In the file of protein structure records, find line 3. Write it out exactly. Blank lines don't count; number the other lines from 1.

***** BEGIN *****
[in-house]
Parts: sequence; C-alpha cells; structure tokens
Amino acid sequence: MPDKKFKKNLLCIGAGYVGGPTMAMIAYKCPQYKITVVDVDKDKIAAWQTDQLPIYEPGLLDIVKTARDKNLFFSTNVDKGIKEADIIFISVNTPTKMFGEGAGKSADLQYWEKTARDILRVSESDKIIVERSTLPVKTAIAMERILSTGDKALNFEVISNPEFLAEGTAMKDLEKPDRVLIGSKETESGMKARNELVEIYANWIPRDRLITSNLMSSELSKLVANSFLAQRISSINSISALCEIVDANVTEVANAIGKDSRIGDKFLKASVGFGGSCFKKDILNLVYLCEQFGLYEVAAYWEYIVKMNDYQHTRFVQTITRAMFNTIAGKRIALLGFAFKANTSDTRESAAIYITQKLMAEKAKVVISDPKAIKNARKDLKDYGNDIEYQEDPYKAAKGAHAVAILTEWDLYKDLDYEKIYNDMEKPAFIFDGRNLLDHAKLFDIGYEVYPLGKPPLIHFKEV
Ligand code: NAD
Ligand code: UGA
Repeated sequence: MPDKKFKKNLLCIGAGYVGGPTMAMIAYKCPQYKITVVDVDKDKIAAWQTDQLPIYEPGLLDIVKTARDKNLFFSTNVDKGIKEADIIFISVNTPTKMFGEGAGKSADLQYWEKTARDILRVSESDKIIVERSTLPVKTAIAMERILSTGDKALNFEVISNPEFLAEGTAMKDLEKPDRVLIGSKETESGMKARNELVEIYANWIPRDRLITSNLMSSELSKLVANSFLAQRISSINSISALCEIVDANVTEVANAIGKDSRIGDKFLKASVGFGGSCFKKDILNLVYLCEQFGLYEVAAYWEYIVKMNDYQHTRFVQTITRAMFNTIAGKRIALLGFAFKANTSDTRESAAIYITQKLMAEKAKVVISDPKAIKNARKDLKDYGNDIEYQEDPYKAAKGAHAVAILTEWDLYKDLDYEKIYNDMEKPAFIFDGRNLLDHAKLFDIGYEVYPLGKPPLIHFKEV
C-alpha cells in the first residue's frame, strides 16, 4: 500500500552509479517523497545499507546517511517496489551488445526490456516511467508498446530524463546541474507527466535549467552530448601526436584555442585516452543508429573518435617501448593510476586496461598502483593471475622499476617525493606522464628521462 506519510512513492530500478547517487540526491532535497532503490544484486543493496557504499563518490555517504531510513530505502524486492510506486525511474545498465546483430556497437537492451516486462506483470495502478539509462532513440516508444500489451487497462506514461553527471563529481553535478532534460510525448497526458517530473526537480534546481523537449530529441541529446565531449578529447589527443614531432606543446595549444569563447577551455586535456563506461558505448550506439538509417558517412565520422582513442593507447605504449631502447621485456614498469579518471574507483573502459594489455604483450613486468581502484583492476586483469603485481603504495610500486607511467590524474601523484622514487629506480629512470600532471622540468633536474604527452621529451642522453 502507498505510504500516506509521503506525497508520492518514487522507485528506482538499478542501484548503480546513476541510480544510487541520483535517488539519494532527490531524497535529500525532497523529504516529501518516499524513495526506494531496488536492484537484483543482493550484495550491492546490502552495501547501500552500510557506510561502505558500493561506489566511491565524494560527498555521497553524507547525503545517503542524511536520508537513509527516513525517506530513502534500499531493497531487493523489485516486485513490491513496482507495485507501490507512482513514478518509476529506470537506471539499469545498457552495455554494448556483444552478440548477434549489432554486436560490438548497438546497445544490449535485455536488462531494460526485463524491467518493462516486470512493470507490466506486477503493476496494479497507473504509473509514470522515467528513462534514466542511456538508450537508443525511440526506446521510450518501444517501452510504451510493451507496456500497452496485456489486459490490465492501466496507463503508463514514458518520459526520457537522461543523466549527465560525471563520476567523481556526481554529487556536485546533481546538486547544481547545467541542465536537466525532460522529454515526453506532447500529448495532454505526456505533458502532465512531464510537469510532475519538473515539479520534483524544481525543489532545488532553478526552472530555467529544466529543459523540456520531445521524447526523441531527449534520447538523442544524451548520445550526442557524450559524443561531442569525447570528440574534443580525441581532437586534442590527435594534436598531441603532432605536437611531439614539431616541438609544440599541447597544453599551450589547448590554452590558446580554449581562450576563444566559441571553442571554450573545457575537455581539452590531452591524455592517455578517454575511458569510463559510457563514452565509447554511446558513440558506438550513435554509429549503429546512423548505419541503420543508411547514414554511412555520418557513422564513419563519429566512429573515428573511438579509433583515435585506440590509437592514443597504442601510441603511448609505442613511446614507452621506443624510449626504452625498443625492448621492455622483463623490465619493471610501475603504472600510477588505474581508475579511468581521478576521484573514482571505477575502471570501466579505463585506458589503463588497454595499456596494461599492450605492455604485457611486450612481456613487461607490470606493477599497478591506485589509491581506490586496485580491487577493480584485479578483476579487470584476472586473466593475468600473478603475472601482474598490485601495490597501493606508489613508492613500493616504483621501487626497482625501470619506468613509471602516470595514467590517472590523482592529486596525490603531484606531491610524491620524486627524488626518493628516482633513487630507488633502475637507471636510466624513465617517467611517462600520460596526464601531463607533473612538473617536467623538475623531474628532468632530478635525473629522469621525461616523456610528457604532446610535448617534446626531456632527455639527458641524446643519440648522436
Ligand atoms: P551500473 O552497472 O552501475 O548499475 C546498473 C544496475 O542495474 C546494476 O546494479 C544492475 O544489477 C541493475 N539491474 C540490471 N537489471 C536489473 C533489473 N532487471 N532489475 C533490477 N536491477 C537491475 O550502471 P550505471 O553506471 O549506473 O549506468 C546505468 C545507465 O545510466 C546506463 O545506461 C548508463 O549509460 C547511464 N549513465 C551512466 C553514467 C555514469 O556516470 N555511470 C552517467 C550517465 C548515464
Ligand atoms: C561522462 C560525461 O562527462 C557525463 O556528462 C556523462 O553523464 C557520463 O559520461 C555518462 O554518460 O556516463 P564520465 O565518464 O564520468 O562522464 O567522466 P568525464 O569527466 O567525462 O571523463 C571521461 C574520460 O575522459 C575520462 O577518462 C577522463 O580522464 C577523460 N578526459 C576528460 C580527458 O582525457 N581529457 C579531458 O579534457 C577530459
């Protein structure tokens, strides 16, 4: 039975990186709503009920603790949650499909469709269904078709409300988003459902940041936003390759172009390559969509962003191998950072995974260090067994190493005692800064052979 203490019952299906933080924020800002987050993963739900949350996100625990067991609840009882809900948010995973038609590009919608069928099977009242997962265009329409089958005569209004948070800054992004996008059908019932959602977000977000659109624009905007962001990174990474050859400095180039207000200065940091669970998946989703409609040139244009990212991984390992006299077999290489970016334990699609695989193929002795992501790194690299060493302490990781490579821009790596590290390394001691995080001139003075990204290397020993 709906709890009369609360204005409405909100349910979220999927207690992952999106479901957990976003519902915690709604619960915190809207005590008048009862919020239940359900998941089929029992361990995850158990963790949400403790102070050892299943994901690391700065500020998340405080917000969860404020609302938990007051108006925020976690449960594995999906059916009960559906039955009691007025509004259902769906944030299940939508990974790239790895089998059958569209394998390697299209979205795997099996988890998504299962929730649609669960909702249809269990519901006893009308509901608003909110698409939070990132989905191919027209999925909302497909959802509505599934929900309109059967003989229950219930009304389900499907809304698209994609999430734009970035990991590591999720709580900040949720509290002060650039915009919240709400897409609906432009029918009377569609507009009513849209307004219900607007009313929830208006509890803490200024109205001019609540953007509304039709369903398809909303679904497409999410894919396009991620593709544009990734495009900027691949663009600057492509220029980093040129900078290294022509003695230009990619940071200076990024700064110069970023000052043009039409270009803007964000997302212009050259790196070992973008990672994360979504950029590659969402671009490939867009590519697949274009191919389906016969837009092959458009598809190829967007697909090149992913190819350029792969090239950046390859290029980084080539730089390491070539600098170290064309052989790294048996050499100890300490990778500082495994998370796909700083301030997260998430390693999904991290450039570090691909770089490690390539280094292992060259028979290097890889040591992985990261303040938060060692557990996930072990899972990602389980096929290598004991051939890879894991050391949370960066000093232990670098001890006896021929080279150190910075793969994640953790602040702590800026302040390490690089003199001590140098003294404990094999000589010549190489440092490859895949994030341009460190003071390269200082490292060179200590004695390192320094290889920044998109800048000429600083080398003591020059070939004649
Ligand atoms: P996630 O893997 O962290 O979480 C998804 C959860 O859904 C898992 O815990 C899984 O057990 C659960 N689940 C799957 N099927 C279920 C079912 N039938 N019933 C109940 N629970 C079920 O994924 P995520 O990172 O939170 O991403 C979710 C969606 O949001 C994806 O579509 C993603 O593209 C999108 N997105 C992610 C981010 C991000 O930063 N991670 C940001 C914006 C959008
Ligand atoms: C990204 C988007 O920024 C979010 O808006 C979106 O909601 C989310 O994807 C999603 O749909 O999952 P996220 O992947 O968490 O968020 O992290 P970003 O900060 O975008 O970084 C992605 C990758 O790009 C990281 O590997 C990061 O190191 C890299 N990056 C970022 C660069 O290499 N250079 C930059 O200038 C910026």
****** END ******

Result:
Amino acid sequence: MPDKKFKKNLLCIGAGYVGGPTMAMIAYKCPQYKITVVDVDKDKIAAWQTDQLPIYEPGLLDIVKTARDKNLFFSTNVDKGIKEADIIFISVNTPTKMFGEGAGKSADLQYWEKTARDILRVSESDKIIVERSTLPVKTAIAMERILSTGDKALNFEVISNPEFLAEGTAMKDLEKPDRVLIGSKETESGMKARNELVEIYANWIPRDRLITSNLMSSELSKLVANSFLAQRISSINSISALCEIVDANVTEVANAIGKDSRIGDKFLKASVGFGGSCFKKDILNLVYLCEQFGLYEVAAYWEYIVKMNDYQHTRFVQTITRAMFNTIAGKRIALLGFAFKANTSDTRESAAIYITQKLMAEKAKVVISDPKAIKNARKDLKDYGNDIEYQEDPYKAAKGAHAVAILTEWDLYKDLDYEKIYNDMEKPAFIFDGRNLLDHAKLFDIGYEVYPLGKPPLIHFKEV